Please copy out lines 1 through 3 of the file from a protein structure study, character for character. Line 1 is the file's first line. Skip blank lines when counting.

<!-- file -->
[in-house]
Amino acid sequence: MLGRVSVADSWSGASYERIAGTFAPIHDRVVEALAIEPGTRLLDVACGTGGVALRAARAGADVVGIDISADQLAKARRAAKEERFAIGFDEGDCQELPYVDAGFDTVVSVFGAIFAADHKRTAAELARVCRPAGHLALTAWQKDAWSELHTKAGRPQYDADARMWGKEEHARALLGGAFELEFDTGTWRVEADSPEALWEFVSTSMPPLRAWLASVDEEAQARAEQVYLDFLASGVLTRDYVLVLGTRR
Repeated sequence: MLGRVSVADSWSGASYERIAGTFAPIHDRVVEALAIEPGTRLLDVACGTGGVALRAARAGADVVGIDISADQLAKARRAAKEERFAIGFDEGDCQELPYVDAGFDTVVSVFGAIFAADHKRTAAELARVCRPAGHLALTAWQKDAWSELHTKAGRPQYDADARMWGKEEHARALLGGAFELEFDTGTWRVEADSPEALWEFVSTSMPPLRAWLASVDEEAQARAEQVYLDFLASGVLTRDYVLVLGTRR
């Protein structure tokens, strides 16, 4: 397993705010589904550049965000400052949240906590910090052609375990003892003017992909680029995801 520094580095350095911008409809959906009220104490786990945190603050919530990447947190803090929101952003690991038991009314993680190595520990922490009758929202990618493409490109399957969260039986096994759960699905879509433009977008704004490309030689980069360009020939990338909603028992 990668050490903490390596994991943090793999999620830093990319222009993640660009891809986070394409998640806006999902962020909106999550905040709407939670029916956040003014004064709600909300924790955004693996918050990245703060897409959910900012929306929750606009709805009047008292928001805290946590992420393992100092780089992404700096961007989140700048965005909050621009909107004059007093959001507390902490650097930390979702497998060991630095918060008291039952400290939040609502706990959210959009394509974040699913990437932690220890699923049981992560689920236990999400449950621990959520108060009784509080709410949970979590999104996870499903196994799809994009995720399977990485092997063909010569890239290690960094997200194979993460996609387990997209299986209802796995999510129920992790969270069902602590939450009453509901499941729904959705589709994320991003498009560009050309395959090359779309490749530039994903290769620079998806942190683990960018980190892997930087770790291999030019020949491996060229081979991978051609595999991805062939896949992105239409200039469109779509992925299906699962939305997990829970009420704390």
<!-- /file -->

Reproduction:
[in-house]
Amino acid sequence: MLGRVSVADSWSGASYERIAGTFAPIHDRVVEALAIEPGTRLLDVACGTGGVALRAARAGADVVGIDISADQLAKARRAAKEERFAIGFDEGDCQELPYVDAGFDTVVSVFGAIFAADHKRTAAELARVCRPAGHLALTAWQKDAWSELHTKAGRPQYDADARMWGKEEHARALLGGAFELEFDTGTWRVEADSPEALWEFVSTSMPPLRAWLASVDEEAQARAEQVYLDFLASGVLTRDYVLVLGTRR
Repeated sequence: MLGRVSVADSWSGASYERIAGTFAPIHDRVVEALAIEPGTRLLDVACGTGGVALRAARAGADVVGIDISADQLAKARRAAKEERFAIGFDEGDCQELPYVDAGFDTVVSVFGAIFAADHKRTAAELARVCRPAGHLALTAWQKDAWSELHTKAGRPQYDADARMWGKEEHARALLGGAFELEFDTGTWRVEADSPEALWEFVSTSMPPLRAWLASVDEEAQARAEQVYLDFLASGVLTRDYVLVLGTRR